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‘Manwon’ Food Budget a Day

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Recently a blogger from the Philippines shared her expenses in touring Korea, and her post drew flak for claiming that in her 5-days-and-4-nights of stay here, she spent only 12,000 pesos (around 235 dollars). She was able to purchase a 3,000-peso roundtrip ticket (around 59 dollars) from Jeju Air, paid 3,120 (around 61 dollars) for her 5D4N stay at a guesthouse and survived with a ‘manwon’ budget on food everyday (That’s barely 450 pesos or 9 dollars!).

The price of the ticket may come as a shock to many of us who know how expensive it can be to travel overseas, but this extremely tight budget is possible for travelers who wait patiently for promo tickets from airlines such as Cebu Pacific, Jeju Air and Philippine Airlines and are lucky to get that most coveted ticket. A couple of years ago, I was able to buy an inexpensive roundtrip ticket in Cebu Pacific, but the cheapest I got was about 6,000 pesos (117 dollars).

Guesthouses, on the other hand, can be low-priced if the room is shared by a group.

What stupefied readers the most was the blogger’s budget on food. I feel kinda sorry for all the bashing she got from those who have lived in Korea for years and know how much the food really costs here, but I’m not siding with her either. Personally, I think she should have given more details of her budget or at least tried to explain what the ‘manwon’ lunch and dinner included since she was encouraging Filipino travelers to visit Korea with minimal budget. On the contrary, I think bashing someone for sharing a memorable experience is a bit out of hand.

Now, is it really possible to survive a day with that ‘manwon’ food budget? As someone who has lived in Korea for years and has eaten almost every Korean food there is (except poshintang or dog soup), I’m telling you it is possible… but only if you don’t eat like a horse!

If you’re on a ‘manwon’ budget in Korea, what can you eat for lunch and dinner?

I’m going to name a few:

Street food ~ PRICE: from 500 to 3,000 won (23 to 137 pesos)

Everybody knows that street food is cheap anywhere in the world, but here in Korea, there are tons of mouth-watering and satiating street food to try. Some can be healthy, too. Two or three sticks of hot odeng or fish cake, for example, can squelch your hunger for more or less 3,000 won, like what my tourist friend did when he was starving from his walks around Seoul. There’s barbecue and sausage that you can buy for 2,000 – 2,500 won a stick. Pig-blood sausage may sound disgusting, but sunde is a must-try. An order will not cost you more than 3,000 won. Heck, there’s even tteokbokki you can enjoy for 500 won a cup!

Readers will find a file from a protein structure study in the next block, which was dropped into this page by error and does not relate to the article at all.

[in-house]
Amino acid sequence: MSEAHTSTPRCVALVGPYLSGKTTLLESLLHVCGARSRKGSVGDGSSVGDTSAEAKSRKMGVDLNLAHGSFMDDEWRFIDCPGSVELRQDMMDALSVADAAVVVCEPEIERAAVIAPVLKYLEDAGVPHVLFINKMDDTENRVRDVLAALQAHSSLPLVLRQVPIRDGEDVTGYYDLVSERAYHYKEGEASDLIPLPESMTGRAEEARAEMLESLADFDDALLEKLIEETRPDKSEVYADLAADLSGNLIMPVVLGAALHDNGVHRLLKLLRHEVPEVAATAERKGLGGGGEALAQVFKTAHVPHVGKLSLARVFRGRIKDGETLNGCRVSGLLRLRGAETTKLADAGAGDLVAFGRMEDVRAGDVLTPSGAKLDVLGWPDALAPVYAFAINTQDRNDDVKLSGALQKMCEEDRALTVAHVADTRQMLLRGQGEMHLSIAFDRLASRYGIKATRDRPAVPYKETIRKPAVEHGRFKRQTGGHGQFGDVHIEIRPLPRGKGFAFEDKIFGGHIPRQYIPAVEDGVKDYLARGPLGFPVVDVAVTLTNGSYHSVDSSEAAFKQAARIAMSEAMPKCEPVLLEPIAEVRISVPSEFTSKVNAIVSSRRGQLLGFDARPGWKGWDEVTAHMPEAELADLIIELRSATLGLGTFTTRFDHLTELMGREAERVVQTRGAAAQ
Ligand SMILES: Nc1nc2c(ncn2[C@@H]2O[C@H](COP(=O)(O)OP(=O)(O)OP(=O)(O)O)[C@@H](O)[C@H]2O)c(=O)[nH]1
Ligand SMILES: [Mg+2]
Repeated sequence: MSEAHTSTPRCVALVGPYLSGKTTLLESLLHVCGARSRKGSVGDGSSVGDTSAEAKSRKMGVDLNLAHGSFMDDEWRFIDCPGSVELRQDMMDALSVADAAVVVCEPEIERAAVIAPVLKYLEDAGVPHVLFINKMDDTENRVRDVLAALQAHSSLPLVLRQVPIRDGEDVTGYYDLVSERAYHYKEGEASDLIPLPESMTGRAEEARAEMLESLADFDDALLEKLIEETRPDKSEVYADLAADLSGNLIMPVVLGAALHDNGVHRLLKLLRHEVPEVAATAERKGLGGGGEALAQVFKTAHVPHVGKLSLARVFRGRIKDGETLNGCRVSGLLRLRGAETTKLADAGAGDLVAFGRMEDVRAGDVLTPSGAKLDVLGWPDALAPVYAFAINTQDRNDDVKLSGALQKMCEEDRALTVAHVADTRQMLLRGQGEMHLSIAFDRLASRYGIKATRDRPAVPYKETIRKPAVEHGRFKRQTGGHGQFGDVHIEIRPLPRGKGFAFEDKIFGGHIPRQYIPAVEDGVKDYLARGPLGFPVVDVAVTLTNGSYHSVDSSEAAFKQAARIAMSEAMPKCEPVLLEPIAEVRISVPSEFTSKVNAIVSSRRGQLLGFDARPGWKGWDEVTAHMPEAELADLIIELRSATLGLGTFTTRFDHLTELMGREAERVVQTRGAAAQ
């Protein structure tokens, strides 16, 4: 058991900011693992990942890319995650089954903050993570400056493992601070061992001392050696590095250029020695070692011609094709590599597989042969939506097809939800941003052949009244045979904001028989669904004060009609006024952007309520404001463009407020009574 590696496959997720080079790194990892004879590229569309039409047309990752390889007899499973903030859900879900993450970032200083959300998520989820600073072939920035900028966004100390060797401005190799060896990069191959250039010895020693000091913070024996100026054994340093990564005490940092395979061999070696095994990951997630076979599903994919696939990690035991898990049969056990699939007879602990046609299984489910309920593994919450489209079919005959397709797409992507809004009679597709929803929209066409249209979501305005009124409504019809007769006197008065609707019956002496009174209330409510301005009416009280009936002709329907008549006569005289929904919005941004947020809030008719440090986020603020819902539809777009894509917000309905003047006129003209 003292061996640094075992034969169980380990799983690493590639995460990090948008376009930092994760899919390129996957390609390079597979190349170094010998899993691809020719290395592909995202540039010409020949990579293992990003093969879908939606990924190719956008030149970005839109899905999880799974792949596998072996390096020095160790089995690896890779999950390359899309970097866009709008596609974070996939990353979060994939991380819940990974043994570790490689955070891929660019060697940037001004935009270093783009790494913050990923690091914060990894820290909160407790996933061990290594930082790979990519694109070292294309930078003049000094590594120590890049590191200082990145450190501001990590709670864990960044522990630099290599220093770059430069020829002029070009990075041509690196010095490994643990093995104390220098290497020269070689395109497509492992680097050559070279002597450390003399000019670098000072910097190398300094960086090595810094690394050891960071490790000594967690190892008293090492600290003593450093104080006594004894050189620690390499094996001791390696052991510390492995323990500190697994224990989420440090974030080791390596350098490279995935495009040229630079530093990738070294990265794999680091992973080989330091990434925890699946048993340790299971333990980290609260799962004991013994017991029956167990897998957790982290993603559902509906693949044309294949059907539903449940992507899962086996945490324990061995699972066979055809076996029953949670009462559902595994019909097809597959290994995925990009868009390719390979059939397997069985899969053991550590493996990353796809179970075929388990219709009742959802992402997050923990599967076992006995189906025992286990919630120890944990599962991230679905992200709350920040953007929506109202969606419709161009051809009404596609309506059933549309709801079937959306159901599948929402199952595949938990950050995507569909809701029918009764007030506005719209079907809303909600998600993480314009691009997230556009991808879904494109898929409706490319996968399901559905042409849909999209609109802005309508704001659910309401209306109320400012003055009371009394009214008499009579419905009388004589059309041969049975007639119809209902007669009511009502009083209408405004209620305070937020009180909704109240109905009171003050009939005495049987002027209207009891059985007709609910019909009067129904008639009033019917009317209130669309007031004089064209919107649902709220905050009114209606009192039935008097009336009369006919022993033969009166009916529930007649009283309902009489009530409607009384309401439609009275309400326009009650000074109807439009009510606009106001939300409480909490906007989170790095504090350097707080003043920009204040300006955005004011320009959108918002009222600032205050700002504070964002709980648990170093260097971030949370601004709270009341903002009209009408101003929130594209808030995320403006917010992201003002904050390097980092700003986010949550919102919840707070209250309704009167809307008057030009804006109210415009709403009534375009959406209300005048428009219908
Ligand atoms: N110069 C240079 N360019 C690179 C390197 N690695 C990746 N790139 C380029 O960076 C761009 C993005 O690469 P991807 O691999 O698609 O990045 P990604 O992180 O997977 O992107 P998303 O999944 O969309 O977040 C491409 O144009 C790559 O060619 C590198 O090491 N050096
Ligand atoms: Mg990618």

Kimbop (rice rolls) and other bunsik food ~ PRICE: 1,500 – 5,500 won (68 – 250 pesos)

Inexpensive Korean food like kimbop, ramyon, tteokbokki, twigim, etc. can be bought in bunsik or bunsik jib (snack restaurants). Kimbop may be considered street food, but this is a common snack for Koreans when they go on a picnic or a meal for Koreans who are always on the go. The country is teeming with kimbop restaurants that sell various kinds of rice rolls: tuna, kimchi, cheese, bulgogi, even tonkatsu! Don’t waste your money on cheap kimbop from convenience stores though, because they’re nasty! If you go to a kimbop restaurant, you can have soup and side dish, usually yellow radish, for free. Some kimbop restaurants have kimbop and udon set for 5,000 to 5,500 won.

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SANYO DIGITAL CAMERA

The two dishes I’m going to mention next can be found in the same restaurant.

Pyohejang guk (beef bone stew) ~ PRICE: 7,000 to 8,000 won (319 – 363 pesos)

This spicy version of nilagang baka, short ribs and vegetable stew in the Philippines, has everything you need in a meal: lots of meat, vegetables and steamed rice which is served separately. You will also get two or three side dishes which is a common thing in Korea when you order a meal.

sundae guk (blood sausage soup) ~ PRICE: 5,000 – 8,000 won (227 to 363 pesos)

In the Philippines, we have dinuguan (pork blood stew). In Korea, they have sundae guk (blood sausage soup). The first time my husband ordered sundae guk for me, I wasn’t sure if I was going to like it, but I ended up finishing the whole bowl! When you eat sundae kuk, you won’t even know you’re eating soup with blood sausage in it, unless someone tells you. The blood sausage is prepared so well that you won’t even smell anything out-of-the-ordinary and there’s no rancid aftertaste. Just like pyeohejang guk, sundae guk is served with steamed rice and side dishes. If you like exotic and spicy food, you will enjoy sundae guk.

Not-so-spicy sundae guk for 5,000 won

Spicy sundae guk for 7,000 won

Noodles are quite affordable, too, and they are delicious. Besides, ramyon and jjampong which are popular in the Philippines, you may want to try…

Jjajangmyeon (black noodles) ~ PRICE: 3,500 to 5,500 won (159 to 250 pesos)